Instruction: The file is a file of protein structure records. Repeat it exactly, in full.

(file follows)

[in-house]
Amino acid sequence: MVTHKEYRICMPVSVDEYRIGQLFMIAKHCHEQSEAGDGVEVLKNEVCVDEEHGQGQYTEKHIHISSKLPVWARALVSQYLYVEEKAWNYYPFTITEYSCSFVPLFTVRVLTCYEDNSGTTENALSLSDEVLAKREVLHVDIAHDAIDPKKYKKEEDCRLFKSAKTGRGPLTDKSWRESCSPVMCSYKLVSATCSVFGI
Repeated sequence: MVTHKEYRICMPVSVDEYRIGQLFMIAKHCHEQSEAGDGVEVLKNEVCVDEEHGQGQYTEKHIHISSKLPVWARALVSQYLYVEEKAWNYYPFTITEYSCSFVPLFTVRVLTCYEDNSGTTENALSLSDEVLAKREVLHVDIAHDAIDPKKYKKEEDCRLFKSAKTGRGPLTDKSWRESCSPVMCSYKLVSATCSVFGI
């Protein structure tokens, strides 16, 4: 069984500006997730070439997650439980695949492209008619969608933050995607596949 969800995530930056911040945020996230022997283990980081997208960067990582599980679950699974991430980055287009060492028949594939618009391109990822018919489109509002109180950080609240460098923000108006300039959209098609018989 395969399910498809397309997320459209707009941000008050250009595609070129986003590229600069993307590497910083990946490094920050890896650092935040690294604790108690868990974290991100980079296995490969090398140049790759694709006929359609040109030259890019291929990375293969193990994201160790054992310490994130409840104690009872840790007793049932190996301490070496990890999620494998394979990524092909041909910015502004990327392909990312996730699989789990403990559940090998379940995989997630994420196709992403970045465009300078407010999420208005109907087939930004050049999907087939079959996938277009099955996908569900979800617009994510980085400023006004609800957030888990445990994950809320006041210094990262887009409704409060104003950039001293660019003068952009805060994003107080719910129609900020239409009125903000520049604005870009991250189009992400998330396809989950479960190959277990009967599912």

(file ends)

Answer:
[in-house]
Amino acid sequence: MVTHKEYRICMPVSVDEYRIGQLFMIAKHCHEQSEAGDGVEVLKNEVCVDEEHGQGQYTEKHIHISSKLPVWARALVSQYLYVEEKAWNYYPFTITEYSCSFVPLFTVRVLTCYEDNSGTTENALSLSDEVLAKREVLHVDIAHDAIDPKKYKKEEDCRLFKSAKTGRGPLTDKSWRESCSPVMCSYKLVSATCSVFGI
Repeated sequence: MVTHKEYRICMPVSVDEYRIGQLFMIAKHCHEQSEAGDGVEVLKNEVCVDEEHGQGQYTEKHIHISSKLPVWARALVSQYLYVEEKAWNYYPFTITEYSCSFVPLFTVRVLTCYEDNSGTTENALSLSDEVLAKREVLHVDIAHDAIDPKKYKKEEDCRLFKSAKTGRGPLTDKSWRESCSPVMCSYKLVSATCSVFGI
């Protein structure tokens, strides 16, 4: 069984500006997730070439997650439980695949492209008619969608933050995607596949 969800995530930056911040945020996230022997283990980081997208960067990582599980679950699974991430980055287009060492028949594939618009391109990822018919489109509002109180950080609240460098923000108006300039959209098609018989 395969399910498809397309997320459209707009941000008050250009595609070129986003590229600069993307590497910083990946490094920050890896650092935040690294604790108690868990974290991100980079296995490969090398140049790759694709006929359609040109030259890019291929990375293969193990994201160790054992310490994130409840104690009872840790007793049932190996301490070496990890999620494998394979990524092909041909910015502004990327392909990312996730699989789990403990559940090998379940995989997630994420196709992403970045465009300078407010999420208005109907087939930004050049999907087939079959996938277009099955996908569900979800617009994510980085400023006004609800957030888990445990994950809320006041210094990262887009409704409060104003950039001293660019003068952009805060994003107080719910129609900020239409009125903000520049604005870009991250189009992400998330396809989950479960190959277990009967599912």